NEW YORK / NUTRITION REPORT

15-Apr-2013 00:02:27
A new UNICEF report reveals the terrible toll that undernutrition takes on the world’s children. One in four under the age of five are stunted. And this stunting is disproportionate. Eighty percent of the world’s 165 million stunted children live in just 14 countries, mostly in sub-Saharan Africa and South Asia. UNICEF
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STORY: NEW YORK / NUTRITION REPORT
TRT: 2.27
SOURCE: UNICEF
RESTRICTIONS: NONE
LANGUAGE: ENGLISH / NATS

DATELINE: 2 APRIL 2013, NEW YORK CITY / FILE
SHOTLIST
1 OCTOBER 2012, BURKINA FASO

1. Medium shot, girl with bananas on head

21 MARCH 2013, GUATAMALA

2. Medium shot, woman scooping out food from pot

28 FEBRUARY 2013, NUSA TENGGARA BARAT PROVINCE, INDONESIA

3. Medium shot, two women feeding babies
4. Close up, baby eating

31 MAY 2012, DEDER, ETHIOPIA

5. Wide shot, man with woman putting baby on hanging scale
6. Close Up, scale

28 MARCH 2013, PHILIPPINES

7. Medium shot, woman measuring child's length

15 SEPTEMBER 2012, LAOS

8. Close up pan up from child's arm with arm measuring tape to profile

2 APRIL 2013, NEW YORK CITY

9. SOUNDBITE (English) Werner Schultink, UNICEF Chief of Nutrition:
“For example brain cells develop less well. There’ll be less of them, connectivity is less. That in turn leads to decreased school functioning it leads in turn to decreased performance in your work life, leading again to more poverty and you can imagine that if in a country almost half of kids or more than half of kids suffer from undernutrition what the enormous consequences would be.”

27 FEBRUARY 2013, NIGER

10. Medium shot, doctor weighs baby

8 JUNE 2012, NIGER

11. Medium shot, baby being fed from pink cup

12 FEBRUARY 2013, SOMALIA

12. Close up, child's arm measured

15 SEPTEMBER 2012, LAOS

13. Close Up of feet of child being measured

9 SEPTEMBER 2013, MALAWI

14. Medium shot, child placed on scale

15 SEPTEMBER 2012, LAOS

15. Medium shot, of mother and baby listening to nurse

28 FEBRUARY, 2013, NUSA TENGGARA BARAT PROVINCE, INDONESIA

16. Medium shot, mother breastfeeding baby
17. Close up, baby being breastfed

22 FEBRUARY 2012, DJORLA, CHAD

18. CU of child receiving immunization drops

16 FEBRUARY 2012, NEPAL

19. Close up, girl drinking water
20. Close up, profile of young girl

15 JUNE 2012, INDIA

21. Medium shot, newborn baby on mother’s lap
22. Close up, little girl

2 APRIL 2013, NEW YORK CITY

23. SOUNDBITE (English) Werner Schultink, UNICEF Chief of Nutrition
“And very importantly also we know that if you try to do too much after that very small window in the period of a life cycle, you’re too late.”

8 NOVEMBER 2013, SINDH PROVINCE, PAKISTAN

24. Close up, two little girls

1 OCTOBER 2012, BURKINA FASO

25. Wide shot, girl on bicycle with mother and baby.

2 APRIL 2013, NEW YORK CITY

26. SOUNDBITE (English) Werner Schultink, UNICEF Chief of Nutrition:
“If we want to achieve a world where there is better equity where there is less poverty and where we’re able to reduce poverty levels in a sustained manner we need to put people on the right track in life and the most fundamental thing to do that is by ensuring that there is good nutrition in the period of pregnancy and two years of age. In a way if you want, if you want to tackle poverty you need to tackle stunting.”

28 FEBRUARY 2013, NUSA TENGGARA BARAT PROVINCE, INDONESIA

27. Medium shot, mothers with babies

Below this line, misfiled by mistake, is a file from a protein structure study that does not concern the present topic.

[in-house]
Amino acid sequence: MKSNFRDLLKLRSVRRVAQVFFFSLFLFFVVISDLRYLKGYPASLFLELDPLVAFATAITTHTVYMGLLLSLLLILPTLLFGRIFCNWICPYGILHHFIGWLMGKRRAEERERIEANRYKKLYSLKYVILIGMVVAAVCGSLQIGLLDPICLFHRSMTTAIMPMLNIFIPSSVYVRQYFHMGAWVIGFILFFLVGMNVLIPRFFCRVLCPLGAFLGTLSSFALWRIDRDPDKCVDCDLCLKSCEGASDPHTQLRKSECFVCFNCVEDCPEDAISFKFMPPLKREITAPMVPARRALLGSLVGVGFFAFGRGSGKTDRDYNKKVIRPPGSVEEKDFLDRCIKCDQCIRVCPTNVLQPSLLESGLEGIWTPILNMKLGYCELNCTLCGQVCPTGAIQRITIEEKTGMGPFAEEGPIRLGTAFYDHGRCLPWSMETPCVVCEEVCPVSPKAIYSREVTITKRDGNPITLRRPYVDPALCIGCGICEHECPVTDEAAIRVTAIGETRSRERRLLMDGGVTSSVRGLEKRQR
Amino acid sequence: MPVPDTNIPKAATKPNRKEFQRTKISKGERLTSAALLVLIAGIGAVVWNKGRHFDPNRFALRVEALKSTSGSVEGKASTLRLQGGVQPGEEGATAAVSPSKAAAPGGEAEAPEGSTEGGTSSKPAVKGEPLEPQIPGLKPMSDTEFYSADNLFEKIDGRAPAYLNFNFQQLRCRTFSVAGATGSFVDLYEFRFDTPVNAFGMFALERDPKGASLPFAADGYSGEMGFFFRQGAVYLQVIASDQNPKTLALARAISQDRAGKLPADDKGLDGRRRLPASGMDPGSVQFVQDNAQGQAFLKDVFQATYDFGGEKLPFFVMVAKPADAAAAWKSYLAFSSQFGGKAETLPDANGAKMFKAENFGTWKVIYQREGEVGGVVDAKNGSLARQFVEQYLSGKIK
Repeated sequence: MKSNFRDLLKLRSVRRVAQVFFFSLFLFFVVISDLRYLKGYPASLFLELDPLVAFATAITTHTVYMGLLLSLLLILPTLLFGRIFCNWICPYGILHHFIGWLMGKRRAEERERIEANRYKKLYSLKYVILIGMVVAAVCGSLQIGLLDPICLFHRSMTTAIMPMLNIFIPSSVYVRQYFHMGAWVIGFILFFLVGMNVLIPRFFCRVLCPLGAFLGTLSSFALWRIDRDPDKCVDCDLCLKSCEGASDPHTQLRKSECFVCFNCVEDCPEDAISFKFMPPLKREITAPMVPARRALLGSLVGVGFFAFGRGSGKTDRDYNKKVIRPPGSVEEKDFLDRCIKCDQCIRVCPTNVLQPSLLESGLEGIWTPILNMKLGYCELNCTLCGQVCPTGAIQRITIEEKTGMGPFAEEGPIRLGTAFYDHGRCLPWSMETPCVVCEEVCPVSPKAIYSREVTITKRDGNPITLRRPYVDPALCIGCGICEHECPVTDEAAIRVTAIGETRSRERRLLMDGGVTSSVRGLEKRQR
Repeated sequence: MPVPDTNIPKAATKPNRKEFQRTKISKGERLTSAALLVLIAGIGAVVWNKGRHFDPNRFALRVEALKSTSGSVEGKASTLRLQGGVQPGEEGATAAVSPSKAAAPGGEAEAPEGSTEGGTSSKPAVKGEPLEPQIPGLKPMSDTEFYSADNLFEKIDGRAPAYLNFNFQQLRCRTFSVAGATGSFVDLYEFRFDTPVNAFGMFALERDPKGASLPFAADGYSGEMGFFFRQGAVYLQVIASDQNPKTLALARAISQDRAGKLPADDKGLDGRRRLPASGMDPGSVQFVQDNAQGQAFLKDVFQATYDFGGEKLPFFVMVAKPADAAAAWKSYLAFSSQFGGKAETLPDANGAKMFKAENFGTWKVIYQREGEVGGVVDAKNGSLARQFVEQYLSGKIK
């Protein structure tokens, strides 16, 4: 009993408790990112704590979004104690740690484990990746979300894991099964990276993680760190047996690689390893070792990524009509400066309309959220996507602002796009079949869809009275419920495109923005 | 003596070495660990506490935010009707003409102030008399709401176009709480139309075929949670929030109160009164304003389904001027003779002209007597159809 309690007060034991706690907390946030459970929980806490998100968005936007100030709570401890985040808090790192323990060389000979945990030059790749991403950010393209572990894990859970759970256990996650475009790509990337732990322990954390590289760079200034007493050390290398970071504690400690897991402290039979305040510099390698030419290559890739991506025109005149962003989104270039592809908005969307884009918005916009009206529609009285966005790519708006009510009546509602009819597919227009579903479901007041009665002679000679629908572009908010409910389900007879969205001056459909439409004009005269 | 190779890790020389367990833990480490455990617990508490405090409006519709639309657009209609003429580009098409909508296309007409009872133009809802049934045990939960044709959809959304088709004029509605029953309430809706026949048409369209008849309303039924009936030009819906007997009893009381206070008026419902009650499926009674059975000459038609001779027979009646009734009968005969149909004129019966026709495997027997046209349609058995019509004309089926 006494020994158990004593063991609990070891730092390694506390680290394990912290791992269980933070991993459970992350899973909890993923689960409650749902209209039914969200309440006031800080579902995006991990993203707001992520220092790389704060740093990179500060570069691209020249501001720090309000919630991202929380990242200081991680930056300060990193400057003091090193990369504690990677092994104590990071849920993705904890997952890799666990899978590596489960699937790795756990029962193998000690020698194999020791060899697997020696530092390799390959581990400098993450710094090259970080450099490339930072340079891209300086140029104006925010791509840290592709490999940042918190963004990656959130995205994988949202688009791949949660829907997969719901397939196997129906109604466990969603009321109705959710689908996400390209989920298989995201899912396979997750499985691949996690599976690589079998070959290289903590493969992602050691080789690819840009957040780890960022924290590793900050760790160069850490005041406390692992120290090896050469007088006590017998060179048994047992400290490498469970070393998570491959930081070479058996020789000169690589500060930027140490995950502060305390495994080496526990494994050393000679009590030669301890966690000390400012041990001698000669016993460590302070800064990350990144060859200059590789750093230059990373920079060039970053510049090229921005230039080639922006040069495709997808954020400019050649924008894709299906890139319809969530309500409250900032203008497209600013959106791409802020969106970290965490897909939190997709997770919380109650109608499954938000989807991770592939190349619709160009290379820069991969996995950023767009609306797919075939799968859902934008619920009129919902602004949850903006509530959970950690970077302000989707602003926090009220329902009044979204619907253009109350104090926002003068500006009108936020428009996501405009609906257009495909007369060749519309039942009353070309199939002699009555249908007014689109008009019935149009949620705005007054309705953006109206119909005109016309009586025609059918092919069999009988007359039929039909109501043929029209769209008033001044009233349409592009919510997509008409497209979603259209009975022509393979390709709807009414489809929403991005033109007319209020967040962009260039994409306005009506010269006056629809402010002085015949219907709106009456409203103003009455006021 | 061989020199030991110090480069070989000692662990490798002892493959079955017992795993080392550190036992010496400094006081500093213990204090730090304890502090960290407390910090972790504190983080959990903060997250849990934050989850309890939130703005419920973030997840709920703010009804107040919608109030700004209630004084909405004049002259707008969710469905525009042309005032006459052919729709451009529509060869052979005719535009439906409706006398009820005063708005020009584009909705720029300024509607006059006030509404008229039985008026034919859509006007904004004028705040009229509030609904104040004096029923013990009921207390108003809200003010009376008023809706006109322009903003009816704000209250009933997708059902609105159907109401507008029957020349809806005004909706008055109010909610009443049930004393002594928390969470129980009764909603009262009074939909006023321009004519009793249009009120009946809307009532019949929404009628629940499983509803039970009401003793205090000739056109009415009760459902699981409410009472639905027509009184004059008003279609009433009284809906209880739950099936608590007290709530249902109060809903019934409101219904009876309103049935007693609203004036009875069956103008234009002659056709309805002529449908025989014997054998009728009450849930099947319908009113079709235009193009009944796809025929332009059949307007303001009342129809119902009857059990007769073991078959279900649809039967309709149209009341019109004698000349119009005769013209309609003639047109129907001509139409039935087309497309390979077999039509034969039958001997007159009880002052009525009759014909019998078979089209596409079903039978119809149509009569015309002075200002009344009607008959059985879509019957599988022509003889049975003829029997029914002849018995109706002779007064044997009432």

28. Medium shot, toddler eating

15 OCTOBER 2012, BANGLADESH

29. Medium shot, two women and toddler eating
STORYLINE
We all need food in order to live. But in order to reach our potential we need the right type of food and, even more importantly, we need it at the right time.

A new UNICEF report reveals the terrible toll that undernutrition takes on the world’s children.

One in four under the age of five are stunted.

Stunting’s a hidden epidemic with devastating consequences for entire societies.

SOUNDBITE (English) Werner Schultink, UNICEF Chief of Nutrition:
“For example brain cells develop less well. There’ll be less of them, connectivity is less. That in turn leads to decreased school functioning it leads in turn to decreased performance in your work life, leading again to more poverty and you can imagine that if in a country almost half of kids or more than half of kids suffer from undernutrition what the enormous consequences would be.”

The report shows that the burden of stunting is disproportionate. Eighty percent of the world’s 165 million stunted children live in just 14 countries, mostly in sub-Saharan Africa and South Asia.

Malnourished children can also grow up with increased risk of disease and of becoming obese.

Yet treating malnutrition is not complicated. Simple techniques such as encouraging mothers to exclusively breastfeed for six months, ensuring that children are immunized and have clean water and hygienic living conditions have worked in countries such as Nepal.

But timing is critical. And the window of opportunity is very small— from pregnancy to two years old.

SOUNDBITE (English) Werner Schultink, UNICEF Chief of Nutrition:
“And very importantly also we know that if you try to do too much after that very small window in the period of a life cycle, you’re too late.”

The report says that this new knowledge presents an unprecedented opportunity to make stunting a thing of the past.

SOUNDBITE (English) Werner Schultink, UNICEF Chief of Nutrition:
“If we want to achieve a world where there is better equity where there is less poverty and where we’re able to reduce poverty levels in a sustained manner we need to put people on the right track in life and the most fundamental thing to do that is by ensuring that there is good nutrition in the period of pregnancy and two years of age. In a way if you want, if you want to tackle poverty you need to tackle stunting.”
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